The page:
In Depth

CNN & Christiane Amanpour: 'God's Warriors'

When it came time to judge “God’s Warriors,” CNN’s three-part series on religious extremism, the jurors were impressed with the commitment of resources that it represented.

“The ambition of that series and the sweeping nature of it and the time and effort that went into it, yielding such incredible results, really made it award-worthy,” said Abi Wright, director of the awards program.

The series’ correspondent, Christiane Amanpour, and the rest of the reporting team didn’t have to fight to get the nine months to put it together or the six hours of airtime. The documentary, which covered several decades of religious, political and cultural history worldwide, was initiated by CNN’s top news executives, including Jon Klein, president of CNN/U.S., Ms. Amanpour said.

“For six hours of programming to be commissioned by a cable network on a very, very serious subject was really extraordinary,” Ms. Amanpour said of the assignment. “We were able to travel; we were able to do all the interviews necessary,” including with most of those who were intimately involved in Israel’s 1967 Six-Day War and the original settlement movement.

The team also ventured to less-traveled areas of Iran, where they got access to Islamic passion plays that have rarely, if ever, been seen on mainstream U.S. television.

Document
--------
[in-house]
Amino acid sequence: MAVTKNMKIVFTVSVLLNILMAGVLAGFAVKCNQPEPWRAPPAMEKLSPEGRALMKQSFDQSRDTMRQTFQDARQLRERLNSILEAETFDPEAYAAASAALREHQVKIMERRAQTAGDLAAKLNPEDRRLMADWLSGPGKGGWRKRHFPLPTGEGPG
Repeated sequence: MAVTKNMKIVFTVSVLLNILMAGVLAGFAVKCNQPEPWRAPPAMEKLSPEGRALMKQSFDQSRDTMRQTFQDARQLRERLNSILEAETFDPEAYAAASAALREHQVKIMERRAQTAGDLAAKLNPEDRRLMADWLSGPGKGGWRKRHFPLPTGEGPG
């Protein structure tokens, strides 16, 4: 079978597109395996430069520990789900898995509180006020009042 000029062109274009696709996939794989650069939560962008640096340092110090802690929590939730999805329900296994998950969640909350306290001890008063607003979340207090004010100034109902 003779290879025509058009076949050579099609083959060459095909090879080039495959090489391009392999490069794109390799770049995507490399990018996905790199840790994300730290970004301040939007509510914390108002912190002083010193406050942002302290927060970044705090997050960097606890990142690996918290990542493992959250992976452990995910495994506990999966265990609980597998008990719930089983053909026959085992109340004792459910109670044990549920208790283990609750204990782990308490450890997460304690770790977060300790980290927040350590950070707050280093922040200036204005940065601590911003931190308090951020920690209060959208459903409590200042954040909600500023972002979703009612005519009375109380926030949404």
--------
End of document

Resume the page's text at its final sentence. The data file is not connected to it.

“After that, we had the correct resources for putting it together: the editing, the production and the airtime,” Ms. Amanpour said.

Broken down into separate examinations of extremism in Christianity, Islam and Judaism, and studiously avoiding creating any kind of “moral equivalency” among them, the series drew a surprisingly solid audience over three consecutive nights in August 2007, beating its cable news competition in both overall viewers and key demographics.

Although some pro-Israel groups in America were critical of the program about Judaism, their protests had little impact. The ratings, she said in an interview last year, “reinforced my belief that there are legions of viewers out there who are desperate for this stuff.”

Ms. Amanpour didn’t pull any punches with the series’ tough language and sometimes contentious interviews, including what turned out to be the last interview with Rev. Jerry Falwell, co-founder of the U.S. Moral Majority movement, before his death. “One of the things I really don’t like are these chummy, chummy interviews that seem to be the norm now,” she said. “At the very least, our job is to push.”

Last summer, Ms. Amanpour added a coda of sorts to the series, with a documentary on nonviolent Buddhists and their attempts to bring about political change in Burma and Tibet.

“God’s Warriors,” which also was honored in 2008 with a Peabody Award, has been rebroadcast on CNN, but it is as yet unavailable on DVD, because of issues clearing some of the rights to the historical footage. That disappoints Ms. Amanpour, who said she is still approached around the world by viewers who appreciated the programs.

The correspondent, who later this year will begin anchoring her first daily program, on CNN International, said she is working to, at a minimum, get portions of “God’s Warriors” into schools, noting, “A lot of these documentaries are things we’re struggling with as a society.”